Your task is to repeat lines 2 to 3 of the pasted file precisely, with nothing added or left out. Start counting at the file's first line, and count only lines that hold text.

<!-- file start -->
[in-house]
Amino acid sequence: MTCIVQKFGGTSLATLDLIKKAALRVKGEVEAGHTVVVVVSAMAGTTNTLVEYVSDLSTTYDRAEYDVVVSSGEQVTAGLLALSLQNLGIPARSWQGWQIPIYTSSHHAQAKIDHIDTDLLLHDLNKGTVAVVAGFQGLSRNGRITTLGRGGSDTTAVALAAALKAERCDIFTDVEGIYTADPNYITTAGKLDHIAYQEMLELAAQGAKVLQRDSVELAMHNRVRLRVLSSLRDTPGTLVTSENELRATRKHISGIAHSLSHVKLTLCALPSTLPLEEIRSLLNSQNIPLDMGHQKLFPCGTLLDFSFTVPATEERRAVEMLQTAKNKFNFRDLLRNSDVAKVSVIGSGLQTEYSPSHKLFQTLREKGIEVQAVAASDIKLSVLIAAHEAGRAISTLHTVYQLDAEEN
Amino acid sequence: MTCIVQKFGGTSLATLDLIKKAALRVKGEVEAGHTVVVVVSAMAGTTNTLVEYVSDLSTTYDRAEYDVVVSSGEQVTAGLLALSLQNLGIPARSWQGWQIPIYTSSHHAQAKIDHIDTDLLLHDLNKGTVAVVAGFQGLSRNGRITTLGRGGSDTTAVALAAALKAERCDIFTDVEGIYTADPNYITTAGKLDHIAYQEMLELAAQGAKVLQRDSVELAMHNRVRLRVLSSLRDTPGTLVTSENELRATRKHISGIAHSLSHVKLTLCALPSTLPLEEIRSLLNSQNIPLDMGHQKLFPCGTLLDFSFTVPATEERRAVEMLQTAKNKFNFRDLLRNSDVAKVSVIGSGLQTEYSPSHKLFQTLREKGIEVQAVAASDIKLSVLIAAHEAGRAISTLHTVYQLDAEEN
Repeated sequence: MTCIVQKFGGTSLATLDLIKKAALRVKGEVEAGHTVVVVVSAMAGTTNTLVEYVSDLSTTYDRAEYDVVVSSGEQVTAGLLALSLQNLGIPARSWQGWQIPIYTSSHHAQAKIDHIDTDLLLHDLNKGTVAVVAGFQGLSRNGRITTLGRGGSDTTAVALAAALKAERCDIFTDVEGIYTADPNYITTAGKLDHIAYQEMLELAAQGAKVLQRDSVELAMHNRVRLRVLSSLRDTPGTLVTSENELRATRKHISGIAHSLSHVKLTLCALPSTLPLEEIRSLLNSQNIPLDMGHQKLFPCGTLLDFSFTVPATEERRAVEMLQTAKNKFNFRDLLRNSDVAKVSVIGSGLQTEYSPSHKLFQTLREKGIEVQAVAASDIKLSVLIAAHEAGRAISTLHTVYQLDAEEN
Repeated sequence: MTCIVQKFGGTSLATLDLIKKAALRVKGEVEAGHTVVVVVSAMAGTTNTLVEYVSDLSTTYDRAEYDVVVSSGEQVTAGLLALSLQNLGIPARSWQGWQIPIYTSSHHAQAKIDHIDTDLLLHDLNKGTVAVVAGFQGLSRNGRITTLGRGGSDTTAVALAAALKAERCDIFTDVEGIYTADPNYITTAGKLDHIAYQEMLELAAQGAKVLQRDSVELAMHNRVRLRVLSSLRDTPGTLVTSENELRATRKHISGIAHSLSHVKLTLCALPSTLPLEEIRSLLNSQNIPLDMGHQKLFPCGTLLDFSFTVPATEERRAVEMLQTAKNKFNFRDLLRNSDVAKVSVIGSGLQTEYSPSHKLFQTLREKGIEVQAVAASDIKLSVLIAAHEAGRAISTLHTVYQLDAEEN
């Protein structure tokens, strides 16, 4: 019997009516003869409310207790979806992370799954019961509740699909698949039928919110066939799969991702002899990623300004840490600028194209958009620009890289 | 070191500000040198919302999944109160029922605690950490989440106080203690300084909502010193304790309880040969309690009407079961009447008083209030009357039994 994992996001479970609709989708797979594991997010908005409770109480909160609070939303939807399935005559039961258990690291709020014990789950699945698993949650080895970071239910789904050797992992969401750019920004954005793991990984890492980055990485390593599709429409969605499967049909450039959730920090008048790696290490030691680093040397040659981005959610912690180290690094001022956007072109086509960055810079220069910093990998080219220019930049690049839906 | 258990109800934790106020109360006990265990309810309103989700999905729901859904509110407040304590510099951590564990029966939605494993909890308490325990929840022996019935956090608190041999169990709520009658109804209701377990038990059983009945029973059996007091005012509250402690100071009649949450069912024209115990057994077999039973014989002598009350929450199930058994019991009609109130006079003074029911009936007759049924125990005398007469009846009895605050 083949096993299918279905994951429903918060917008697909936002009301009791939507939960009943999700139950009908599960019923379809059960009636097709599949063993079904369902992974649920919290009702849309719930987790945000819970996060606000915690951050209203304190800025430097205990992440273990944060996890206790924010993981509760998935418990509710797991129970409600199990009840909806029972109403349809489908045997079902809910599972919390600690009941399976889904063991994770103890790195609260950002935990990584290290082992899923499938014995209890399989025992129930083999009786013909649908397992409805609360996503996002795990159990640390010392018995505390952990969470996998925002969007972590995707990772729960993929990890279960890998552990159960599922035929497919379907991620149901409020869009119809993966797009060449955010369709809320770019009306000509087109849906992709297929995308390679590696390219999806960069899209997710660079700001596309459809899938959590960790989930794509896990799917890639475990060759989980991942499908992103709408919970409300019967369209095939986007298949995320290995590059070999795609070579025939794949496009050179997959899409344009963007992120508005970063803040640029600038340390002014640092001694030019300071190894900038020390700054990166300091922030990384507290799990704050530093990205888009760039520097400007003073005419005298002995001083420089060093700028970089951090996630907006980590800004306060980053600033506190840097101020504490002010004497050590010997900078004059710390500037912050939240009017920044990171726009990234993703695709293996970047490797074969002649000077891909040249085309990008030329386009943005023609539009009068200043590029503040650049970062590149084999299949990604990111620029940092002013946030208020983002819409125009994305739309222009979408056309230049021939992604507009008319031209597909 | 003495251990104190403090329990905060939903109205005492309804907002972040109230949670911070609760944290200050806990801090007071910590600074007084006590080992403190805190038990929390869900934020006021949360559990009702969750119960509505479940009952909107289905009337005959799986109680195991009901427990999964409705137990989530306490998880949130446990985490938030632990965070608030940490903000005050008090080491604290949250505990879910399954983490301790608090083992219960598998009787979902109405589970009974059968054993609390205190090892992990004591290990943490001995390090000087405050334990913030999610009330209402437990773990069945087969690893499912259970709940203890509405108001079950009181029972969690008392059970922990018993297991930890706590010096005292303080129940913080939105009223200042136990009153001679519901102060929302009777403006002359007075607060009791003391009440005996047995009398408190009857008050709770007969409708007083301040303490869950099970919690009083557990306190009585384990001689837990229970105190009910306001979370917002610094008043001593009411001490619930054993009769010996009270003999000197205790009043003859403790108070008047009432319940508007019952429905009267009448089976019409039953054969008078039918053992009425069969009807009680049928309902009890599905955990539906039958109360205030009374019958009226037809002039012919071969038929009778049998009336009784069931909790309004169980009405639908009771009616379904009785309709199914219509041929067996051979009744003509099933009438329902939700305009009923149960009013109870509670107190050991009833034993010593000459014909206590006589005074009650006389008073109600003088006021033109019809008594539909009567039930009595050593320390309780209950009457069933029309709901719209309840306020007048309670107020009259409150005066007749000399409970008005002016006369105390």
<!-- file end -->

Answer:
Amino acid sequence: MTCIVQKFGGTSLATLDLIKKAALRVKGEVEAGHTVVVVVSAMAGTTNTLVEYVSDLSTTYDRAEYDVVVSSGEQVTAGLLALSLQNLGIPARSWQGWQIPIYTSSHHAQAKIDHIDTDLLLHDLNKGTVAVVAGFQGLSRNGRITTLGRGGSDTTAVALAAALKAERCDIFTDVEGIYTADPNYITTAGKLDHIAYQEMLELAAQGAKVLQRDSVELAMHNRVRLRVLSSLRDTPGTLVTSENELRATRKHISGIAHSLSHVKLTLCALPSTLPLEEIRSLLNSQNIPLDMGHQKLFPCGTLLDFSFTVPATEERRAVEMLQTAKNKFNFRDLLRNSDVAKVSVIGSGLQTEYSPSHKLFQTLREKGIEVQAVAASDIKLSVLIAAHEAGRAISTLHTVYQLDAEEN
Amino acid sequence: MTCIVQKFGGTSLATLDLIKKAALRVKGEVEAGHTVVVVVSAMAGTTNTLVEYVSDLSTTYDRAEYDVVVSSGEQVTAGLLALSLQNLGIPARSWQGWQIPIYTSSHHAQAKIDHIDTDLLLHDLNKGTVAVVAGFQGLSRNGRITTLGRGGSDTTAVALAAALKAERCDIFTDVEGIYTADPNYITTAGKLDHIAYQEMLELAAQGAKVLQRDSVELAMHNRVRLRVLSSLRDTPGTLVTSENELRATRKHISGIAHSLSHVKLTLCALPSTLPLEEIRSLLNSQNIPLDMGHQKLFPCGTLLDFSFTVPATEERRAVEMLQTAKNKFNFRDLLRNSDVAKVSVIGSGLQTEYSPSHKLFQTLREKGIEVQAVAASDIKLSVLIAAHEAGRAISTLHTVYQLDAEEN